The ‘Geneva spirit’
From 18 to 23 July 1955, the Heads of Government of the four Great Powers (the United States, the United Kingdom, France and the USSR) met in Geneva. It was their first summit meeting for ten years. The negotiations focused on European security, disarmament and East-West relations. Although the four powers did not reach agreement, especially as far as the fate of Germany was concerned, the meeting closed in a climate of détente between the various protagonists. There was even talk of a new ‘Geneva spirit’, referring to the peaceful climate which had inspired the League of Nations in the interwar years.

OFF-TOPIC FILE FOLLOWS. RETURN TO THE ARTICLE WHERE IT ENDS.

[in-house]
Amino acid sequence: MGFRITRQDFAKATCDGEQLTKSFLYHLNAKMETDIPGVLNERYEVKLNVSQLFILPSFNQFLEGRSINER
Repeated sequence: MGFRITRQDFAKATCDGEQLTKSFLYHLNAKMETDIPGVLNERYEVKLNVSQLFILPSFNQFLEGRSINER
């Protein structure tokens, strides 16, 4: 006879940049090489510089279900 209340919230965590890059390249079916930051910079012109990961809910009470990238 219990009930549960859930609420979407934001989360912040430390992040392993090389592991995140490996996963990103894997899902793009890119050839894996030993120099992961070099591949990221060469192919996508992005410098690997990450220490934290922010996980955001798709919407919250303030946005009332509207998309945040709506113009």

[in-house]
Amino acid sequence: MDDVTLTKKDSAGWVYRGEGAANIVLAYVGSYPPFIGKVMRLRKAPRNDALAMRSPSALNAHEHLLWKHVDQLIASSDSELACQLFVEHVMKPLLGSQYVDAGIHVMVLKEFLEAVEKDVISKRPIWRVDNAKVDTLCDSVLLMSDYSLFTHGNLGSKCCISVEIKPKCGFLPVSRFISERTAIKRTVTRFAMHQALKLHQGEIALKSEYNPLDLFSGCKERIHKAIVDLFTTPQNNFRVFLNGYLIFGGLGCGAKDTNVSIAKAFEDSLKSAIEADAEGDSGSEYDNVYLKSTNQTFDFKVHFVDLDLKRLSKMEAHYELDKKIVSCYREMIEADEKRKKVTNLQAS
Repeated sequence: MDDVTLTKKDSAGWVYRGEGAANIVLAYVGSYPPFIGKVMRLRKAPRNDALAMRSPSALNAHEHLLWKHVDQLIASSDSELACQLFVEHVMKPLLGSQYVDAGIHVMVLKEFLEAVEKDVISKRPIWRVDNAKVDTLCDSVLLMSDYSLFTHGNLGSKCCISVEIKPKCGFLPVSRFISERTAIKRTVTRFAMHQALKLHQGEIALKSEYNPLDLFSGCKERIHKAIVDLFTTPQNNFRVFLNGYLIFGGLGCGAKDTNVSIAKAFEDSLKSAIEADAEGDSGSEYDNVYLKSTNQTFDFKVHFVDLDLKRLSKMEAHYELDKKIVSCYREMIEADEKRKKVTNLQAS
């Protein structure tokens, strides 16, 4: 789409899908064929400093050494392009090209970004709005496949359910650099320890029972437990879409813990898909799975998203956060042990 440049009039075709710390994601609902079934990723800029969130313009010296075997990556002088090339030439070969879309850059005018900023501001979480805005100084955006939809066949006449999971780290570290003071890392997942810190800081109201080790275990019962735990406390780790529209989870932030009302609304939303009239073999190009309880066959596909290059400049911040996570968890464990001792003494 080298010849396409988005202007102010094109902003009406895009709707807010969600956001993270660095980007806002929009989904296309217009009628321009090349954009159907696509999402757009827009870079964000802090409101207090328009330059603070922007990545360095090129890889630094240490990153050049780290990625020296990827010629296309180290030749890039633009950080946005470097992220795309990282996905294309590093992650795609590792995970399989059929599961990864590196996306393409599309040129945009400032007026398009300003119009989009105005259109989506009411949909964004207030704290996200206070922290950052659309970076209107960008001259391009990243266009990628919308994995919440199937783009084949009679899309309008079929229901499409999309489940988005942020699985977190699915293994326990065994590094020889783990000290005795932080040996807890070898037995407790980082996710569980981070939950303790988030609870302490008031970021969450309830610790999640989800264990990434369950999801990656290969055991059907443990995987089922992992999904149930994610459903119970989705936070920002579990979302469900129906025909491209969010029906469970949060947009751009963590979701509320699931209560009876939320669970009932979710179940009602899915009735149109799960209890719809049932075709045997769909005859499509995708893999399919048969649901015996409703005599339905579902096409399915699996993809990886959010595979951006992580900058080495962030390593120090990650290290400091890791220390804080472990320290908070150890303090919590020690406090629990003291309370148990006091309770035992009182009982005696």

Other signs that hinted at this desire for peaceful coexistence included the visit of FRG Chancellor Konrad Adenauer to Moscow in 1955, the trip by Khrushchev to the United States in 1959 and his meeting with US President John F. Kennedy in Vienna in 1961.
But despite these encouraging signs, the distrust and ideological opposition between the two blocs continued.